During the peak of the lockdown in London, it felt more like we were living in the countryside than one of the biggest cities in the world. The sky was strikingly blue, while the sound of birds chirping was no longer drowned out by the noise of cars and overhead aeroplanes. London was not alone. The global lockdown resulted in an unprecedented drop in global carbon emissions which fell 6% in the first quarter of the year and were down 17% in April alone!1
Unfortunately, this clean air was temporary. The first thing I noticed when lockdown eased was how poisonous traffic fumes smelt. How much damage does this polluted air cause to our lungs and those of our children? If governments could react so swiftly to a deadly respiratory virus, why can’t they react as urgently when dealing with air pollution and climate change? It turns out that I wasn’t alone in this thinking. For many, this pandemic has highlighted just how fragile humans are and accentuated the sense of climate change urgency.
Source: Nature Climate Change, 19 May 2020.
With major economies launching large fiscal stimulus programmes, governments have been given a once in a lifetime opportunity to recover and grow in a greener more sustainable way. Unfortunately, the world’s two superpowers and largest polluters, China and the United States, have focused instead on short-term economic recovery, with their programmes supporting polluting industries such as oil, gas and coal.
But Europe and many other countries including the United Kingdom, South Korea and Japan are all seeking a different path to economic recovery, one which also focuses on tackling climate change. The UK government plans to invest nearly £1.3 billion in “green” building projects2 and provide £2 billion in energy efficiency grants to support jobs and the economy.3 They have also allocated nearly £350 million to help cut emissions from heavy industry, construction and transportation.4
At the end of 2019 the EU presented its European Green Deal which set an ambitious roadmap towards a climate-neutral, circular economy. Instead of de-emphasising these long-term climate policies in favour of short-term economic intervention, the EU has instead placed this Green Deal at the centre of its recovery plans. The EU commission president, Ursula von der Leyen, stated “Sooner or later we will find a vaccine for the coronavirus. But there is no vaccine for climate change. Therefore [we] need a recovery plan designed for the future” .5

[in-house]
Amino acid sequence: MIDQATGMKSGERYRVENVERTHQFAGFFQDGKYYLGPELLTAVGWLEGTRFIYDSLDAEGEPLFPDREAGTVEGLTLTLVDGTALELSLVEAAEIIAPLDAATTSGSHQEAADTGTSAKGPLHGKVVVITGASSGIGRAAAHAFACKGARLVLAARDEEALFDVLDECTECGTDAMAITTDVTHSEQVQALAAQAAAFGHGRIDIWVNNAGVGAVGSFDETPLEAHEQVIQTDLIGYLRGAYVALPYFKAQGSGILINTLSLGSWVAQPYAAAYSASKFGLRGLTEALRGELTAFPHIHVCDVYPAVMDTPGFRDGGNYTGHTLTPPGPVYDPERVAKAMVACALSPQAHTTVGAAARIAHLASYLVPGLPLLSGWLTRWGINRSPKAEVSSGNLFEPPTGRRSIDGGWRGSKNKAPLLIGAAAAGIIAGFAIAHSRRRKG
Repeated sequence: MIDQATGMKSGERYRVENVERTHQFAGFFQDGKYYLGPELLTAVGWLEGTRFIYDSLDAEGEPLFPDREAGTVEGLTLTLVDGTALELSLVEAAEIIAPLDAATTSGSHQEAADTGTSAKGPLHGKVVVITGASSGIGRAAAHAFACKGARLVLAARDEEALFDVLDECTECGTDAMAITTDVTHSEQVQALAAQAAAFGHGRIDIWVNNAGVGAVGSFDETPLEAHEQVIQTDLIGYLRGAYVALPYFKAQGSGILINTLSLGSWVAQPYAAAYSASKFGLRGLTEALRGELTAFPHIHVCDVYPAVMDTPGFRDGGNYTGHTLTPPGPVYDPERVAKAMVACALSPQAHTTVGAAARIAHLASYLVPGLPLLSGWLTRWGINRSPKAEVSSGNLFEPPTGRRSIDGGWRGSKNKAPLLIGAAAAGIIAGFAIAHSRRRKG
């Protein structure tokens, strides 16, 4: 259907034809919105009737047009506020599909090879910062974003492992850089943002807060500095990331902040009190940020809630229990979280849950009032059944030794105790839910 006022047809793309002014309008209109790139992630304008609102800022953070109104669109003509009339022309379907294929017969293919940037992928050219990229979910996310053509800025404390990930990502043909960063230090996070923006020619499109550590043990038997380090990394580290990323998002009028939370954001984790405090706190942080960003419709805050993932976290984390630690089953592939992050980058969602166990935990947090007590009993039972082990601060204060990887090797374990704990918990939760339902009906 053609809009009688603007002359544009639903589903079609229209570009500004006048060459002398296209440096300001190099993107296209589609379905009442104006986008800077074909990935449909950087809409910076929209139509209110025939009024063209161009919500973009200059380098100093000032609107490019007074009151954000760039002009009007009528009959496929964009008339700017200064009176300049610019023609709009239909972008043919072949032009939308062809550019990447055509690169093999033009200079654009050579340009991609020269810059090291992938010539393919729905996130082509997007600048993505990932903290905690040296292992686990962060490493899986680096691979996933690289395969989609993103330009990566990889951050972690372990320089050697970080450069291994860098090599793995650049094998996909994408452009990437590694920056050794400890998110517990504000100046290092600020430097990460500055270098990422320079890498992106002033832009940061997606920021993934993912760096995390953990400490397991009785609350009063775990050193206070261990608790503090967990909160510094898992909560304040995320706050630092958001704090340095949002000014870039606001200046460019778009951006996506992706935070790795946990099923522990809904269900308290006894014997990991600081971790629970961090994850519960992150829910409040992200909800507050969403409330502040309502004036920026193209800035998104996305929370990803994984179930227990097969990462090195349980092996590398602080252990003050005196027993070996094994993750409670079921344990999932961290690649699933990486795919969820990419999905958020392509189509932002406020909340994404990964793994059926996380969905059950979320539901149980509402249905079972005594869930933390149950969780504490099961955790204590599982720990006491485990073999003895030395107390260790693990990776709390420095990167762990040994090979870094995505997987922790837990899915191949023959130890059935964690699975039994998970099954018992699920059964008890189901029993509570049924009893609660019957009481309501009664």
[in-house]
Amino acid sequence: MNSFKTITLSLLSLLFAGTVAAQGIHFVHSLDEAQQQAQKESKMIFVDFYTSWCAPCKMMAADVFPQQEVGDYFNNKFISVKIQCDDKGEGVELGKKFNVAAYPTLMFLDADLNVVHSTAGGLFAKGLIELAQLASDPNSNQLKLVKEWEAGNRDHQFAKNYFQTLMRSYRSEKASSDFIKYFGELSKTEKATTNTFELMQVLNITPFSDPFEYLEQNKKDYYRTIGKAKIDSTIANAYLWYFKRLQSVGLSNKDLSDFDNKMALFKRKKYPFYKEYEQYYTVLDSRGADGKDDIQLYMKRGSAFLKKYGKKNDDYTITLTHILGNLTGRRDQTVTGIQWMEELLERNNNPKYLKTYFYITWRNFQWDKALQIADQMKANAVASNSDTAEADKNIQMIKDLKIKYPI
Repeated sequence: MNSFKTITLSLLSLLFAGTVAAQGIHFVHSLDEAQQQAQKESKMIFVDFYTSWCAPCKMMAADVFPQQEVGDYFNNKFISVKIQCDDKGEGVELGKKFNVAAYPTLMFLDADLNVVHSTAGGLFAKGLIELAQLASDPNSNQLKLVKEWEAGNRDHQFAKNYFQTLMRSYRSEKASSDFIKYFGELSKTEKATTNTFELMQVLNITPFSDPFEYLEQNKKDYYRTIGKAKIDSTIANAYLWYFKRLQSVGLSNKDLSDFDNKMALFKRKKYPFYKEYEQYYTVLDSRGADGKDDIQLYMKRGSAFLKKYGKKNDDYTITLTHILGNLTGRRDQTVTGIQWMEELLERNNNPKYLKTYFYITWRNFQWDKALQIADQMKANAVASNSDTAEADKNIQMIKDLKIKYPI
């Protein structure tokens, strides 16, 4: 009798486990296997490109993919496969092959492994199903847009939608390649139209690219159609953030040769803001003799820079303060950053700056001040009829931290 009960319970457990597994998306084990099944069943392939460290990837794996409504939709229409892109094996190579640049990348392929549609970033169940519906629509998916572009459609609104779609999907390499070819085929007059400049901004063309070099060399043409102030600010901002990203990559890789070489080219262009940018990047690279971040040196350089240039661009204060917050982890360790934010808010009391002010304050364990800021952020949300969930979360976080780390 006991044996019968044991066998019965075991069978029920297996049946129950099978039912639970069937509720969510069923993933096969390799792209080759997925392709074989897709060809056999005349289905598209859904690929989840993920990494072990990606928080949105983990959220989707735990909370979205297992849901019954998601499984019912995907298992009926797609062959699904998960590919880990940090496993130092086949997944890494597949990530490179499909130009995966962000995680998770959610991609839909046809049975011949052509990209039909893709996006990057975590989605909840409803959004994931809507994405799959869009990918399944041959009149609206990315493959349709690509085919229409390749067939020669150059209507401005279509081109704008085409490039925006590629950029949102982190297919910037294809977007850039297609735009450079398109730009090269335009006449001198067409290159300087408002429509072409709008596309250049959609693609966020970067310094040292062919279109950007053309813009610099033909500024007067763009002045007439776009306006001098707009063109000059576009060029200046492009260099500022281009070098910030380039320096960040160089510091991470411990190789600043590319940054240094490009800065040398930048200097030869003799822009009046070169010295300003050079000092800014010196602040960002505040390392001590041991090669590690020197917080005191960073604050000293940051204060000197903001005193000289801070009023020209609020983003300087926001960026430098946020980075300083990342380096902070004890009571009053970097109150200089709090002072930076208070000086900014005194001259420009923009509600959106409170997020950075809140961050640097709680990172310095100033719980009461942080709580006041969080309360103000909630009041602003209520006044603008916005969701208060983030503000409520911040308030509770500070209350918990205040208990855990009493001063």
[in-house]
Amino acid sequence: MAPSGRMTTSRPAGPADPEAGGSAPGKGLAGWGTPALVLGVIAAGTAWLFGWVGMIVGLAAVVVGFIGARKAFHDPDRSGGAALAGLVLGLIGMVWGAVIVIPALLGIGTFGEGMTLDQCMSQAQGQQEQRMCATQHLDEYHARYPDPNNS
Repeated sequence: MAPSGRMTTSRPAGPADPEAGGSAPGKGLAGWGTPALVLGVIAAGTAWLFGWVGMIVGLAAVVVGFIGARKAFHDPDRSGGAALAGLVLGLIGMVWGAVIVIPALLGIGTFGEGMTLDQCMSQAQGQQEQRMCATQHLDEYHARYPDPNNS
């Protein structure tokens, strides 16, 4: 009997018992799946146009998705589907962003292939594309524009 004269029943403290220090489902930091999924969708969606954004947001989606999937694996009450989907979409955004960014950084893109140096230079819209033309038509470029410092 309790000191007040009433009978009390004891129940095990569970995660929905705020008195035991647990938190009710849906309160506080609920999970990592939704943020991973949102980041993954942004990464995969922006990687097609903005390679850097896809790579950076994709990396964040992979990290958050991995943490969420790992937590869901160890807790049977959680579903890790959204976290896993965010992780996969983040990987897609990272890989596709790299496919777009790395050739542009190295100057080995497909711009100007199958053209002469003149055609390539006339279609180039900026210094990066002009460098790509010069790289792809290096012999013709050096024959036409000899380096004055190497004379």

The EU Recovery Plan aims to kick-start an accelerated decarbonisation drive in Europe, bringing €1.8 trillion of investment in the next seven years. All of this will be aligned with climate neutrality targets whilst 30% of the total funding, c.€550 billion, will be spent in climate-related projects.
Key beneficiaries of this spend will be sectors such as renewable energy, clean transportation, buildings renovation (targeting improved energy efficiency) and hydrogen, as these areas are helping to tackle carbon emissions. July saw the release of the EU’s “Hydrogen Strategy for a Climate Neutral Europe” which will likely accelerate the decline in costs for green hydrogen globally as well as helping Europe to become a leader in the field.
Transitioning to a more circular economy is also a key part of the plan with the EU introducing a new plastic tax next year, which will favour companies providing alternatives to plastics as well as recycling solutions. Of course, creating jobs is a critical part of any recovery package with the EU plan aiming to create at least a million green jobs with support for workers in polluting industries to enter these new roles.
EU Climate Chief, Frans Timmermans, argues that a green shift will help create many more jobs, supporting stronger and more sustainable economic growth. Alongside the recovery package, the EU is also proposing to strengthen its 2030 target for emissions reduction from 40% to 55% based on 1990 levels.6 This level of ambition, if approved, would imply bigger cuts in emissions in the next 10 years than we have seen in the last 30! A Democratic win under Joe Biden will see the United States follow Europe’s lead. Biden has pledged to “build back better” in the US with $2 trillion for Clean Energy and Infrastructure Spending over four years.7 Of course, we’ll have to wait until November to find out if a Green US economic recovery will become a reality.
We own several companies in the Global Sustainable Outcomes strategy which will benefit from these green recovery investments, including: Orsted (offshore wind); Samsung SDI (EV supply chain); Kingspan (building insulation) and Sika (energy efficient building materials); Trane Technologies (energy efficient heating and ventilation equipment) and Johnson Matthey (the hydrogen value chain).